Thanks,
Bogo
(In reply to comment #7)
> >Presumably most of our developers aren't on Linux,
> Maybe in future they will be :)

That's a great reason to do this in the future rather than the present. :-)


> I still think if we use parameters (in Comment5) AND document them will be
> best outcome of this bug

Typically, users manage their own .bash_profile files, and the patch creates a variety of problems, including:

1. it hardcodes PATH and PYTHONPATH in .bash_profile;
2. it can result in .bash_profile defining PATH and PYTHONPATH more than once (which is confusing, especially if the file is long enough that both definitions aren't visible on the same page when reading the file);
3. it doesn't apply the changes to interactive non-login shells.

Nevertheless, I can imagine us setting these values via a machine-manageable configuration file in the future.  But .bash_profile isn't that file.
Priority: -- → P3
Target Milestone: --- → 1.0
*bump* 

It seems like all I need to do to run cfx docs|test|run|build without first sourcing activate ( on OS X, as it happens ) is put 

<sdk-root>/bin

on my $PATH.
(automatic reprioritization of 1.0 bugs)
Priority: P3 → P2
Target Milestone: 1.0 → 1.1
(Pushing all open bugs to the --- milestone for the new triage system)
Target Milestone: 1.1 → ---
I've intentionally not listed all the variables that get set by these scripts, because I don't think we intend to 'support' this yet, so it just says, "here's the general principle, and here's where you can find the variables".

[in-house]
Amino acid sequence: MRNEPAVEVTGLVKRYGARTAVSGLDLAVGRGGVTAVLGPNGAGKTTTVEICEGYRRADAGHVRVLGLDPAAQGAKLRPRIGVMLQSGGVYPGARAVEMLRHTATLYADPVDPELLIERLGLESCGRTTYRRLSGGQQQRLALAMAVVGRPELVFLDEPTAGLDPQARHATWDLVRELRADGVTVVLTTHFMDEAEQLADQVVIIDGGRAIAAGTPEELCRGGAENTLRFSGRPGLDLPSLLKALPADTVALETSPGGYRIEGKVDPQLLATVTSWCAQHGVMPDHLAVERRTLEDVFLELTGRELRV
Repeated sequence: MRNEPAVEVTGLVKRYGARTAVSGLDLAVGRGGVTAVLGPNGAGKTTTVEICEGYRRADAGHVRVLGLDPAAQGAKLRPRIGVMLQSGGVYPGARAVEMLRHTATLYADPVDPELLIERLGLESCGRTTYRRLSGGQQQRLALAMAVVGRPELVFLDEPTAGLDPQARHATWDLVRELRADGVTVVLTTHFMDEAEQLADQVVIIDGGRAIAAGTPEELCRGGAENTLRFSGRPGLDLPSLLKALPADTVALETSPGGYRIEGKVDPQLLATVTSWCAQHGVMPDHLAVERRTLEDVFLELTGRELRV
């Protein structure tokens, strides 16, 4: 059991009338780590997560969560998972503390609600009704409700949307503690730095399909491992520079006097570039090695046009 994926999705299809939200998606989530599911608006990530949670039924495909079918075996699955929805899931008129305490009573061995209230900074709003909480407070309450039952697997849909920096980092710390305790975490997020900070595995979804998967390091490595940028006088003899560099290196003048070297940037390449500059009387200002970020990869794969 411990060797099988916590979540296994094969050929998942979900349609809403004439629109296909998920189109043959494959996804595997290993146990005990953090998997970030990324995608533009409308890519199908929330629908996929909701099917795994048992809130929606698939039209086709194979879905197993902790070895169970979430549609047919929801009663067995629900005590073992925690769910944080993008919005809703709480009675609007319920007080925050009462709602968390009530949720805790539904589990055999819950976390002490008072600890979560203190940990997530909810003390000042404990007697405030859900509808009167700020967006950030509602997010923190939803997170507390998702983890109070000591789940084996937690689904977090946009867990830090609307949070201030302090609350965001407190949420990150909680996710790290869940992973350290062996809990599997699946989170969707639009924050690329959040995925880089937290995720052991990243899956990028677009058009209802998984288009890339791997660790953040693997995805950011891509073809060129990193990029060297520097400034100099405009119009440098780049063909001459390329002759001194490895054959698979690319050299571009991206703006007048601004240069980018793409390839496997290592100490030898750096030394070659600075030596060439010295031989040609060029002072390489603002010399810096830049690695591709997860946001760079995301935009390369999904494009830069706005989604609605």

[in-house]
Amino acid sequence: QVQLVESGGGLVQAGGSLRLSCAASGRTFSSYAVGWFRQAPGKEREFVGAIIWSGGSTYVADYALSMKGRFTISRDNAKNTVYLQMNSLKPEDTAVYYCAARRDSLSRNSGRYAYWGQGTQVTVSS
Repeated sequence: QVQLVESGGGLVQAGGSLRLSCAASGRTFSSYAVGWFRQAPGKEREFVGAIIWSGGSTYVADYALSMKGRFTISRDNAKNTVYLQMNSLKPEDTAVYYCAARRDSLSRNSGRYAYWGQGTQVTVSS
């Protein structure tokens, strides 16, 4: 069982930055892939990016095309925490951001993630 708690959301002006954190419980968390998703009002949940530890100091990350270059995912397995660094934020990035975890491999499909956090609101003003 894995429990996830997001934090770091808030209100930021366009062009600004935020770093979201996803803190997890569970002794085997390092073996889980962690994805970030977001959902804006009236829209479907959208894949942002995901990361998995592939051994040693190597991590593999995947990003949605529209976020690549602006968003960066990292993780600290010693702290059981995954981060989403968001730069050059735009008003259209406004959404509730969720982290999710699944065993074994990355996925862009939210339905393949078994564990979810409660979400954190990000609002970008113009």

While I was messing around in this file I also implemented the simple fix for bug 671811: just omit the prompts.
Assignee: nobody → wbamberg
Attachment #530824 - Attachment is obsolete: true
Attachment #571073 - Flags: review?(warner-bugzilla)
Comment on attachment 571073 [details] [diff] [review]
Documenting activate, and making it permanent

Yeah, that's reasonable. There's an easier way, at least on unix-ish systems (I haven't tried on windows): just symlink the SDK's bin/cfx into your personal ~/bin directory. The 'cfx' executable is smart enough to locate itself and then set the two environment variables (CUDDLEFISH_ROOT and PYTHONPATH) relative to its location. Users who have already set up a ~/bin (and put it on their $PATH, fairly common in the unix world) should find the symlink approach easier, as it then won't affect the behavior of other python programs: just cfx.

 ln -s PATH_TO_SDK/bin/cfx ~/bin/cfx

But the text as it stands is fine to land too.
Attachment #571073 - Flags: review?(warner-bugzilla) → review+
Attached file My jetpack script
FWIW, this is my jetpack script. Could be more flexible but for someone doing dev consistently against, say, a checkout of the stabilization branch.
Thanks! I added the bit about the symbolic link and landed it as:

https://github.com/mozilla/addon-sdk/commit/2d25921b54e675b7917c47da8f1f93fd74fdc252
Status: NEW → RESOLVED
Closed: 11 years ago
Resolution: --- → FIXED